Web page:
Wednesday, November 14, 2012

Big Day for TPC Recommendations Tomorrow

At the last school board meeting (Oct. 30 Business Meeting), a "Special Call" meeting was announced for tomorrow, November 15, 2012.  Here's the agenda.  There's a committee to be appointed.  But the big news is that there's going to be a big update (and hopefully, discussion) of the TPC recommendations.

Here is the useless, uninformative document that is attached to the TPC agenda item.  The agenda item itself states only that "It is recommended that the Shelby County Board of Education approve the recommendations from the Transition Steering Committee (TSC)."

We're clearly still having some transparency issues.  The document lists the recommendations and has a "progress tracker" next to each recommendation.  The progress tracker is color-coded.  There is no explanation of what the color code is - just the actual colors.  For example, it's unclear if "red" means that the TSC is recommending that the recommendation not be pursued, if there's been no progress, or if the Board decision has been made.

Several of the recommendations that have already been passed have the designation of "addressed," others have "yellow" or "green".

I am convinced that the TSC will, tomorrow, as part of its presentation, explain what all of this means.  The problem is that the agenda and the document still do not indicate to the public what will actually be discussed at the meeting tomorrow - whether they should show up, whether they should speak, or even whether they agree with the School Board or district staff on the particular issues that are most important to them.

There is plenty that is good in the TPC recommendations. There is also plenty that is controversial - items that would be properly classified as part of the privatized, corporatized education reform movement. Somehow, the TPC managed to adopt these recommendations without having the real discussion about where these "reforms" originate, what the unintended consequences may be, what the actual impacts have been, and whether these recommendations are the right route to take. The TPC's shortcut was to look at the current state information carefully assembled by BCG, and then jump to a discussion of BCG's recommendations. The TPC's review of BCG's recommendations seems to have consisted of "wow, that sounds like a really good idea!" instead of any sort of critical analysis. Some of the committees were divided in what they submitted to the full TPC, but the TPC unanimously adopted its plan.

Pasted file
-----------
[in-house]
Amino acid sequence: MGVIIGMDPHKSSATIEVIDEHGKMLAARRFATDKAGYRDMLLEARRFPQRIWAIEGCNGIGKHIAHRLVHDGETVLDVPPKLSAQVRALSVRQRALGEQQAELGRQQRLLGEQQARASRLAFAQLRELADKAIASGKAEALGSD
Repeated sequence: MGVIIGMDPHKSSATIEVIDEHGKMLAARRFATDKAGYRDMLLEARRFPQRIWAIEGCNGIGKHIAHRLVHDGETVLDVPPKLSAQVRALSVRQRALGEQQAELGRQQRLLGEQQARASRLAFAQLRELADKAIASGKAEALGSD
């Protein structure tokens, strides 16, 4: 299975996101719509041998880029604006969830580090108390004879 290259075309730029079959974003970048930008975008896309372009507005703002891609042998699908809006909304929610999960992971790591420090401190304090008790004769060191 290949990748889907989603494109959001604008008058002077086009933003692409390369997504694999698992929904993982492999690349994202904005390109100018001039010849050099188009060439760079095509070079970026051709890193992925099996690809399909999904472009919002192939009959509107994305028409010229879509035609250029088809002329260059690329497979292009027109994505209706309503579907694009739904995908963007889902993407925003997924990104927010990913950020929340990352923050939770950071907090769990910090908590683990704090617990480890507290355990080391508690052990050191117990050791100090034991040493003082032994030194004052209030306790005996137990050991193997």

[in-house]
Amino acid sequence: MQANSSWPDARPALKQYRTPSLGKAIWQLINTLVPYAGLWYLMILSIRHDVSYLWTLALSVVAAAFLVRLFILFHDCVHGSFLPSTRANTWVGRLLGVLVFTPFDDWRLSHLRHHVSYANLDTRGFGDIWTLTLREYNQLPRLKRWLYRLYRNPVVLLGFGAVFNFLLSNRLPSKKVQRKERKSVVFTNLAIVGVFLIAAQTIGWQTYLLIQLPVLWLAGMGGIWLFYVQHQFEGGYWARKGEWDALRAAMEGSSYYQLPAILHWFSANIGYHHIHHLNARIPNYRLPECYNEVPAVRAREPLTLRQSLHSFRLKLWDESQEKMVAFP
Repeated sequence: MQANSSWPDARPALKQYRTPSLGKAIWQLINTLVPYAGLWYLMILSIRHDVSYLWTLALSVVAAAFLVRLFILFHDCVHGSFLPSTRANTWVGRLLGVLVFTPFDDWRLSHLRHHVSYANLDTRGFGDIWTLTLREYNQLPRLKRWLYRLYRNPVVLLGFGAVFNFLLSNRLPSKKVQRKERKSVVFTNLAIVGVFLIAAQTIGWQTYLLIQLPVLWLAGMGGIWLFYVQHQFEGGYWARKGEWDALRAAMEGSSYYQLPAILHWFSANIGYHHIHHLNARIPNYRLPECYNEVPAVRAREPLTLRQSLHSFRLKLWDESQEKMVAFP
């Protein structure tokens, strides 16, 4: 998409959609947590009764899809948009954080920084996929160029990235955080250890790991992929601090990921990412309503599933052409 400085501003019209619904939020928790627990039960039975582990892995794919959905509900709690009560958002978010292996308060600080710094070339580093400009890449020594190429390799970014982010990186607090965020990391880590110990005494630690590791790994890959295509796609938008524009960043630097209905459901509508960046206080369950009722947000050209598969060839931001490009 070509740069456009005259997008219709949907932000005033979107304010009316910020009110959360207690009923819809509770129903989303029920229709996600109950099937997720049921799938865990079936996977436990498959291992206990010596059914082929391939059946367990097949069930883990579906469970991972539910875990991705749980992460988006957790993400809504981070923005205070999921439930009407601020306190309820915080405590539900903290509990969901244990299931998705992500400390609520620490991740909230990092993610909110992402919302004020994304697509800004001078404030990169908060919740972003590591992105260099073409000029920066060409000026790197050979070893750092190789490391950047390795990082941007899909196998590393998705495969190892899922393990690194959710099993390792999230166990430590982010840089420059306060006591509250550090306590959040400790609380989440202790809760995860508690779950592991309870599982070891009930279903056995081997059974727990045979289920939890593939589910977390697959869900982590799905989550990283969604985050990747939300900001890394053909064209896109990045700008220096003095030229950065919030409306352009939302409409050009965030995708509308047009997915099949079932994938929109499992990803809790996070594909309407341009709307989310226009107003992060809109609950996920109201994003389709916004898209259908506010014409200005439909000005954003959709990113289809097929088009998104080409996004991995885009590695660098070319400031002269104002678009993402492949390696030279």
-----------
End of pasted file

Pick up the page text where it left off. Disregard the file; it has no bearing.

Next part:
The TPC lost its first critical fight for its plan when it became clear that the School Board would not take an up or down vote on the plan. The TPC's best shot at getting some of the more painful, locally controversial recommendations adopted (for instance, the recommendation to close 21 schools, or the outsourcing recommendations - both currently classified as "green" in the document for tomorrow's school board meeting) was to avoid consideration of the recommendations one by one. SCSB Commissioner Kenneth Whalum proposed early on that the recommendations be considered one by one. He withdrew the related resolution, but the writing was on the wall. By the time the district staff submitted its proposed process for how it would work through the recommendations, it had been decided that the School Board would consider the recommendations piece by piece.

I think that's the right way to go, but it's the harder way to go.  And so far, the Shelby County School Board is missing its mark in trying to unwrap these recommendations in an open, transparent process.


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